Using a Writing Journal
When I heard that John Steinbeck kept a writer’s journal I thought I’d better give it a whirl. It’s turned out to be one of the most useful tools in my arsenal. It helps me stay focused on whatever project I’m working on, experiment with different passages, brainstorm ideas, and sort out story- doubts and self-doubts. It helps me keep going, even when I’ve stalled and I’m ready to abandon the whole vocation and take up golf. It’s also useful to go back through the journals and re-read what I was thinking about at various points in time.
For each piece I’m working on, whether it’s a short story or a novel, I start a journal in a separate folder for that project. This helps me stay focused on that project and find within its pages ideas, explorations, or solutions as needed. I recently validated this approach. I had been working intensely on book three of a sci-fi trilogy but set it aside mid-May to work on three short stories. These got completed in 7/31. When I went back to the trilogy I felt quite distant from it. I knew I was just starting Act II in the plot, but the thousands of ideas and questions that were percolating in my head had long since flown away like a flock of migrating birds. A quick review of the journal helped me get back on track. By reading earlier entries, I was able to find where I was planning to go with a particular character or conflict.
My father, who penned plays and screenplays, used to talk about the tyranny of the paper. Of course, this was in the days of typewriters or writing longhand. What he meant was that there was something intimidating about the stark, white, unblemished page. It begs us not to mar it. And if you have a few lines or a passage written there, it can also be difficult to add anything. It’s almost as if the words are set in stone or are sacred—anything else you add better be good, or pack it up. My father’s solution was to crumple a paper bag or something else that didn’t matter and write on that. (I once saw a poem he wrote on a cocktail napkin.) You can even scribble on it first. The crumpling and scribbling sends a great message to your brain: Relax, there’s nothing at stake here; this is something you can toss in the trash.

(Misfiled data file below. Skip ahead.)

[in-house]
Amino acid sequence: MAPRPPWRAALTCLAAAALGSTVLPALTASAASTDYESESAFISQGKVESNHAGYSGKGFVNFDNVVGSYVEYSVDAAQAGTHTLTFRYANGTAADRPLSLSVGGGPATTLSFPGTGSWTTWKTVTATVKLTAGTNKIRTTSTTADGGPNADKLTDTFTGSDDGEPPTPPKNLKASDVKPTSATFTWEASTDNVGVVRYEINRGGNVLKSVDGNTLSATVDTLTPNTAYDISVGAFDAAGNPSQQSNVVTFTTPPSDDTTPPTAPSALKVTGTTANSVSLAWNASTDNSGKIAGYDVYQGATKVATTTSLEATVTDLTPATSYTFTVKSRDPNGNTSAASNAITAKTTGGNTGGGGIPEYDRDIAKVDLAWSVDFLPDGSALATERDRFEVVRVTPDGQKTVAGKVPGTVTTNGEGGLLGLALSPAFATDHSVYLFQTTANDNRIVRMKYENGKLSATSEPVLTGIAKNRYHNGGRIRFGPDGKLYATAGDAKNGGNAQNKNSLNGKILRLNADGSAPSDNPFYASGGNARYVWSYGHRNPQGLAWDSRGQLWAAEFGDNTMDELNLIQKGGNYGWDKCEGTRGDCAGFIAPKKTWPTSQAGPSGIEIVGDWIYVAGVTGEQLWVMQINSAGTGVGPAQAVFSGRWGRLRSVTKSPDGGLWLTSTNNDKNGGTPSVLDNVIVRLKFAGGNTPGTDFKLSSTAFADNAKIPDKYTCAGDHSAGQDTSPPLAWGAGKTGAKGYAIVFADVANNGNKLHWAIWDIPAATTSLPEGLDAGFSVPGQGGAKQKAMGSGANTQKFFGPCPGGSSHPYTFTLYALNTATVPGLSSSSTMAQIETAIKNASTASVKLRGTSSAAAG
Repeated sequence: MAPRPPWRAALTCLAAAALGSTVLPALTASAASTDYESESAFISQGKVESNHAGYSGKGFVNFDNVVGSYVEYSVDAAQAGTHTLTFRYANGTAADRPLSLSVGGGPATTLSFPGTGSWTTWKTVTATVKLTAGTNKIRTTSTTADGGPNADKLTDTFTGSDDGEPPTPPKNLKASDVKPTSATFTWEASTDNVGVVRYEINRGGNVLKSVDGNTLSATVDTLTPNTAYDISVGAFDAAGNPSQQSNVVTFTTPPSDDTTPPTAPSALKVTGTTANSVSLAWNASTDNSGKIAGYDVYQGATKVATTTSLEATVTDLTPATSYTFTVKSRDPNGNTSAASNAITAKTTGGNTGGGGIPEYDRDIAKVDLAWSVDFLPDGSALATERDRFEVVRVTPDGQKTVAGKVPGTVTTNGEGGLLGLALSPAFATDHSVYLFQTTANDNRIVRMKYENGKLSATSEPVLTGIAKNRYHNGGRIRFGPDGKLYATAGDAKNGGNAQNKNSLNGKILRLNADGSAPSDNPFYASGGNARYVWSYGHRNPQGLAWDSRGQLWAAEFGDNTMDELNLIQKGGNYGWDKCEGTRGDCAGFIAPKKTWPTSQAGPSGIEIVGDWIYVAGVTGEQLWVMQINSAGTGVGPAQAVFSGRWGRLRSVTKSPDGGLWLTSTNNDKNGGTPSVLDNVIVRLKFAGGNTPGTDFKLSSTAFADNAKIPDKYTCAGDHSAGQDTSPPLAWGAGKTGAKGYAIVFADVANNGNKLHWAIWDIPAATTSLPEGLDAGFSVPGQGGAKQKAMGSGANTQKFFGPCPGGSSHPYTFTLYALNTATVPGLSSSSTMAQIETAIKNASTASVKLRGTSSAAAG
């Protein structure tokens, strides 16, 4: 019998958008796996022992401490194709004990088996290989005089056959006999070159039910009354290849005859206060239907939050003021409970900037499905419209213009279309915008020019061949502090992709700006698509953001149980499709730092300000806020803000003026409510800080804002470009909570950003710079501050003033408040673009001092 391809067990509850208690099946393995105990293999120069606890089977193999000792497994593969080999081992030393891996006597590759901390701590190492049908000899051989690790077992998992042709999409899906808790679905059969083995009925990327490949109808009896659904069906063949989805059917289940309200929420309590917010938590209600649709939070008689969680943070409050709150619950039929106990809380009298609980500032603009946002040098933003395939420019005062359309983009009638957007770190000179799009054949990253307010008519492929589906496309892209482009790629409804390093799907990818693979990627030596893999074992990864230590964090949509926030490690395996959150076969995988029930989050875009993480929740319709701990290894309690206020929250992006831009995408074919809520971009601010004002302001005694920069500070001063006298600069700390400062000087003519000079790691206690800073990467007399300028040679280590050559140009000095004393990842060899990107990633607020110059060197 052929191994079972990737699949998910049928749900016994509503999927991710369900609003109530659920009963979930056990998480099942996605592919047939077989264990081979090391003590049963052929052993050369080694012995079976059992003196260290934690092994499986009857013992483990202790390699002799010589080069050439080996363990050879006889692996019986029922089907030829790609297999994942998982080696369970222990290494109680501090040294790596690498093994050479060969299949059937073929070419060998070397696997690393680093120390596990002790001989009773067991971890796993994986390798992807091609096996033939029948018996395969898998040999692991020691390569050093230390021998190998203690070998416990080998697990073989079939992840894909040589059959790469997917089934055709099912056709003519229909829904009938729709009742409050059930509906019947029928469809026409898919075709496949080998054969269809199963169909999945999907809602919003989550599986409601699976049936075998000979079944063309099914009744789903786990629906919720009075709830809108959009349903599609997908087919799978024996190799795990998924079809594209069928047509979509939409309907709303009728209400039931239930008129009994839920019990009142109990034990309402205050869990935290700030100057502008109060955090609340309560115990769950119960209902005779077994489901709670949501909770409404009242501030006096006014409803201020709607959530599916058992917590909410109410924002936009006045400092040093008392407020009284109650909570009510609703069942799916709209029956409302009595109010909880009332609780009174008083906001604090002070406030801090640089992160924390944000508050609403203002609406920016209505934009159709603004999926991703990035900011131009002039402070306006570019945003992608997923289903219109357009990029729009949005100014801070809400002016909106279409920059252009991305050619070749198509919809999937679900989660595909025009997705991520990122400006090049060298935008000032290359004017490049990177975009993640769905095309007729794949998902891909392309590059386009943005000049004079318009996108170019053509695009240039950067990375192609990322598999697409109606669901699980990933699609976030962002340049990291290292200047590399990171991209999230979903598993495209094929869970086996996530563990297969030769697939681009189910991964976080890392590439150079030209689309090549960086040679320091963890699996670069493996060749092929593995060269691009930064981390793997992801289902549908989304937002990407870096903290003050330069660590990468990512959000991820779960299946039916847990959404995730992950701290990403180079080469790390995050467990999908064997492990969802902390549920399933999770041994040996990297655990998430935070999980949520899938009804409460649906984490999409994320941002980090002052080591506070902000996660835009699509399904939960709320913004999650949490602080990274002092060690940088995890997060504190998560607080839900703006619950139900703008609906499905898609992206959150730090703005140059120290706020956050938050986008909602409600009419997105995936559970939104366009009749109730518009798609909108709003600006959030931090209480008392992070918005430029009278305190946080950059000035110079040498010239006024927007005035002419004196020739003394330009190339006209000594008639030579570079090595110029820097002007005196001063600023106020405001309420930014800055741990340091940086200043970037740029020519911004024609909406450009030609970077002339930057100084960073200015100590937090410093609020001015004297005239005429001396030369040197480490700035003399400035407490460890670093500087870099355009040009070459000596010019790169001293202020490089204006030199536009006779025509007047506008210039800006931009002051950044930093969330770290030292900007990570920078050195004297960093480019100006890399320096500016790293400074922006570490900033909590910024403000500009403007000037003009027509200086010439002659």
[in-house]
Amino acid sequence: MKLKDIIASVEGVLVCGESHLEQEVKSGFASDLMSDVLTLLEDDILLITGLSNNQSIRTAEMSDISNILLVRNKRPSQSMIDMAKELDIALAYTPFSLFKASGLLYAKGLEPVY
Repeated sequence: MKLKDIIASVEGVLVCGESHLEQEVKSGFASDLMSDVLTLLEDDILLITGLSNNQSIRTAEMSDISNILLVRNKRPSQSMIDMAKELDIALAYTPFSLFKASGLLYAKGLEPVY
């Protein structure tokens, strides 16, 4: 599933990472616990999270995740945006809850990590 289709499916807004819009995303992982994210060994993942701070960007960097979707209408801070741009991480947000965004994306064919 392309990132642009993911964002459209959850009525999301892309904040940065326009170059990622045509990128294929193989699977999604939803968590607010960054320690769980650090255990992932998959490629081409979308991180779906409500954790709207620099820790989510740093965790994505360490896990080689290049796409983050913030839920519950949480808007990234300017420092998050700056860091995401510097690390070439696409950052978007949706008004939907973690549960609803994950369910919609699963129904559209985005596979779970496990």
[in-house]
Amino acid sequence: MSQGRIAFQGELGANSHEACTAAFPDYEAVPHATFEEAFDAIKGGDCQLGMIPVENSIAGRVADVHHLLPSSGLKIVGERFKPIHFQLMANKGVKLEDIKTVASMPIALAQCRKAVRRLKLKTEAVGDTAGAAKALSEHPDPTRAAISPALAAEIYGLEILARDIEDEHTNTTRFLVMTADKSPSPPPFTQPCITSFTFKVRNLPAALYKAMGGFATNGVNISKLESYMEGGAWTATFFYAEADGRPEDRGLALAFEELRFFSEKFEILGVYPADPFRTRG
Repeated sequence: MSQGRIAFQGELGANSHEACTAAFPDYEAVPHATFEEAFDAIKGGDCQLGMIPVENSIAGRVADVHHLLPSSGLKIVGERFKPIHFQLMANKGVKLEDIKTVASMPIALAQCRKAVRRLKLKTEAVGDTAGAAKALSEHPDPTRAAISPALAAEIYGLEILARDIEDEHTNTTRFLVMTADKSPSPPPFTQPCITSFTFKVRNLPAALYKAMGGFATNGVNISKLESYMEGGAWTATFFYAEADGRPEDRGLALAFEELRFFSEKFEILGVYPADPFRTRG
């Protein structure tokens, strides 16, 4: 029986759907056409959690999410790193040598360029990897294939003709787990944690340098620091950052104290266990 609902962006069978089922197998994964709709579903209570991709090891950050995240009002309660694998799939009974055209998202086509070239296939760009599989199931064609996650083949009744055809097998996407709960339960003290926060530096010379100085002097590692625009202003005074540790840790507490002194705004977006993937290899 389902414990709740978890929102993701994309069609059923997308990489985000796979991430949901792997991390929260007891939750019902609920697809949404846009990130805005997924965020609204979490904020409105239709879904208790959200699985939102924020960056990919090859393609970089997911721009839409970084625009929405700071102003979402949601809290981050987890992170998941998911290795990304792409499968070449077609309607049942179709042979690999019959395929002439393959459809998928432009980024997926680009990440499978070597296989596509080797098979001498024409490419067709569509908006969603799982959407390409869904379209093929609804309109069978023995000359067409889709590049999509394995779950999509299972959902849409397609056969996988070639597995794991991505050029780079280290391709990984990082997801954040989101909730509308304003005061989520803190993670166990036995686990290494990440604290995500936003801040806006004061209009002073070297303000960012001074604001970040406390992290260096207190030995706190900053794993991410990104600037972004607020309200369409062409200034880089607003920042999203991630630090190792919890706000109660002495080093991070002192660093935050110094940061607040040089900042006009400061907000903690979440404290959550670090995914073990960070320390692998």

Even on a computer screen, I often experience the tyranny of the “page.” One of my favorite ways to deal with it is to go to my journal and experiment there. I feel totally liberated to write whatever I want, and to write badly. No one ever sees it, so what does it matter? Freed up mentally, I often come up with just what I need.
Every novel has one or two sections that I call my Waterloo passages. Gnarly, messy, scary, these sections torture me because I’m not sure how to write them or make them work. Reading in prior journals helps. I can quickly see that this is a normal part of the creative process and that I always get to the other side it!
Someday I’ll share some real life examples from my journals. But I thought I’d post this as an introduction. A final thought. Sometimes I use journals to capture something I’ve seen or heard. Here’s an entry from the journal I kept while writing my novel, The Stream.
Saw this quote from Ralph Waldo Emerson: “Live in the sunshine, swim the sea, drink the wild air.”
Leave a Comment! I’d love to hear how you use a writing journal.
Happy writing everyone!